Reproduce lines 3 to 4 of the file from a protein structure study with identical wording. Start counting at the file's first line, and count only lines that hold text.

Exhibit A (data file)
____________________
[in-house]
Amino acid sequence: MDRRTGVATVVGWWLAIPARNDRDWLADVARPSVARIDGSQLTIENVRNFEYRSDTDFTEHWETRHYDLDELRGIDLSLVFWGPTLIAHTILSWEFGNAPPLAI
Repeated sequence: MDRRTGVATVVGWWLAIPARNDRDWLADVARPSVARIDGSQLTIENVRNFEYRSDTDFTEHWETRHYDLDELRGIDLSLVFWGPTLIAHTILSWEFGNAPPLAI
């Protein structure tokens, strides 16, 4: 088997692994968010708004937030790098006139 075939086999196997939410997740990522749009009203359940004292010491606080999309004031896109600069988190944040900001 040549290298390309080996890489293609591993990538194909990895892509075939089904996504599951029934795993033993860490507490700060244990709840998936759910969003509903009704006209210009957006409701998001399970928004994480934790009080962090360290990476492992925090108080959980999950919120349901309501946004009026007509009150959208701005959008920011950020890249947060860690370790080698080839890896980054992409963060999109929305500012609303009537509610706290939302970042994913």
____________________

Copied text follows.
Repeated sequence: MDRRTGVATVVGWWLAIPARNDRDWLADVARPSVARIDGSQLTIENVRNFEYRSDTDFTEHWETRHYDLDELRGIDLSLVFWGPTLIAHTILSWEFGNAPPLAI
């Protein structure tokens, strides 16, 4: 088997692994968010708004937030790098006139 075939086999196997939410997740990522749009009203359940004292010491606080999309004031896109600069988190944040900001 040549290298390309080996890489293609591993990538194909990895892509075939089904996504599951029934795993033993860490507490700060244990709840998936759910969003509903009704006209210009957006409701998001399970928004994480934790009080962090360290990476492992925090108080959980999950919120349901309501946004009026007509009150959208701005959008920011950020890249947060860690370790080698080839890896980054992409963060999109929305500012609303009537509610706290939302970042994913």